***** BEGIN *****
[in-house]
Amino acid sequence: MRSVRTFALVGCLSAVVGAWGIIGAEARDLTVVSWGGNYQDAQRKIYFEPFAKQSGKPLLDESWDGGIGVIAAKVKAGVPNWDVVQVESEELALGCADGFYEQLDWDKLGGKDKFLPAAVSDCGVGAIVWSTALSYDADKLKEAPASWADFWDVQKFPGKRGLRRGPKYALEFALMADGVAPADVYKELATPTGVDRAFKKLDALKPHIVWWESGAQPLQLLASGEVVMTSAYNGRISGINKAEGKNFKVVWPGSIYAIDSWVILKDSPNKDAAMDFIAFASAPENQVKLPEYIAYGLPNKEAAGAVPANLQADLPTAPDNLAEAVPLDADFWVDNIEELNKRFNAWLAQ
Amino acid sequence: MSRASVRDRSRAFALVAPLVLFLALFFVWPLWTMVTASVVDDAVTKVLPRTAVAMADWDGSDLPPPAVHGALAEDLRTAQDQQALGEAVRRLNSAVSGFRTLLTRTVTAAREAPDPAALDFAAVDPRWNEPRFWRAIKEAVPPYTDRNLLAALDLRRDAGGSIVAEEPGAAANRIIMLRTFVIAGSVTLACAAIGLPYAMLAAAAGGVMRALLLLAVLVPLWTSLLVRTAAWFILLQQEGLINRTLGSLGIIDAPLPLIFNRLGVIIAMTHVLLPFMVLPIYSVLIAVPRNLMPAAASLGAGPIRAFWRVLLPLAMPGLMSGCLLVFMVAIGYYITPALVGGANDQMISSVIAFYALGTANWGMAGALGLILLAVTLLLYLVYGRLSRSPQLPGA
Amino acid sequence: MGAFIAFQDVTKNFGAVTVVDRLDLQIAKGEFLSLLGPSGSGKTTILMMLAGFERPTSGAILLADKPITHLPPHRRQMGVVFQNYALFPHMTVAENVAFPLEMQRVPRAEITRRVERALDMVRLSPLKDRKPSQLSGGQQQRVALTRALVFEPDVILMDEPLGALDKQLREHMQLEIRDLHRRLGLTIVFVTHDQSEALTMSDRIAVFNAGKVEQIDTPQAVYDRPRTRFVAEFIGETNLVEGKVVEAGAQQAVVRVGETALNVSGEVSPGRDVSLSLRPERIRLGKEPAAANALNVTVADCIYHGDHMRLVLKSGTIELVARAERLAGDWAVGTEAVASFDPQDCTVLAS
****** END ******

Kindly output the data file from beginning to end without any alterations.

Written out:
[in-house]
Amino acid sequence: MRSVRTFALVGCLSAVVGAWGIIGAEARDLTVVSWGGNYQDAQRKIYFEPFAKQSGKPLLDESWDGGIGVIAAKVKAGVPNWDVVQVESEELALGCADGFYEQLDWDKLGGKDKFLPAAVSDCGVGAIVWSTALSYDADKLKEAPASWADFWDVQKFPGKRGLRRGPKYALEFALMADGVAPADVYKELATPTGVDRAFKKLDALKPHIVWWESGAQPLQLLASGEVVMTSAYNGRISGINKAEGKNFKVVWPGSIYAIDSWVILKDSPNKDAAMDFIAFASAPENQVKLPEYIAYGLPNKEAAGAVPANLQADLPTAPDNLAEAVPLDADFWVDNIEELNKRFNAWLAQ
Amino acid sequence: MSRASVRDRSRAFALVAPLVLFLALFFVWPLWTMVTASVVDDAVTKVLPRTAVAMADWDGSDLPPPAVHGALAEDLRTAQDQQALGEAVRRLNSAVSGFRTLLTRTVTAAREAPDPAALDFAAVDPRWNEPRFWRAIKEAVPPYTDRNLLAALDLRRDAGGSIVAEEPGAAANRIIMLRTFVIAGSVTLACAAIGLPYAMLAAAAGGVMRALLLLAVLVPLWTSLLVRTAAWFILLQQEGLINRTLGSLGIIDAPLPLIFNRLGVIIAMTHVLLPFMVLPIYSVLIAVPRNLMPAAASLGAGPIRAFWRVLLPLAMPGLMSGCLLVFMVAIGYYITPALVGGANDQMISSVIAFYALGTANWGMAGALGLILLAVTLLLYLVYGRLSRSPQLPGA
Amino acid sequence: MGAFIAFQDVTKNFGAVTVVDRLDLQIAKGEFLSLLGPSGSGKTTILMMLAGFERPTSGAILLADKPITHLPPHRRQMGVVFQNYALFPHMTVAENVAFPLEMQRVPRAEITRRVERALDMVRLSPLKDRKPSQLSGGQQQRVALTRALVFEPDVILMDEPLGALDKQLREHMQLEIRDLHRRLGLTIVFVTHDQSEALTMSDRIAVFNAGKVEQIDTPQAVYDRPRTRFVAEFIGETNLVEGKVVEAGAQQAVVRVGETALNVSGEVSPGRDVSLSLRPERIRLGKEPAAANALNVTVADCIYHGDHMRLVLKSGTIELVARAERLAGDWAVGTEAVASFDPQDCTVLAS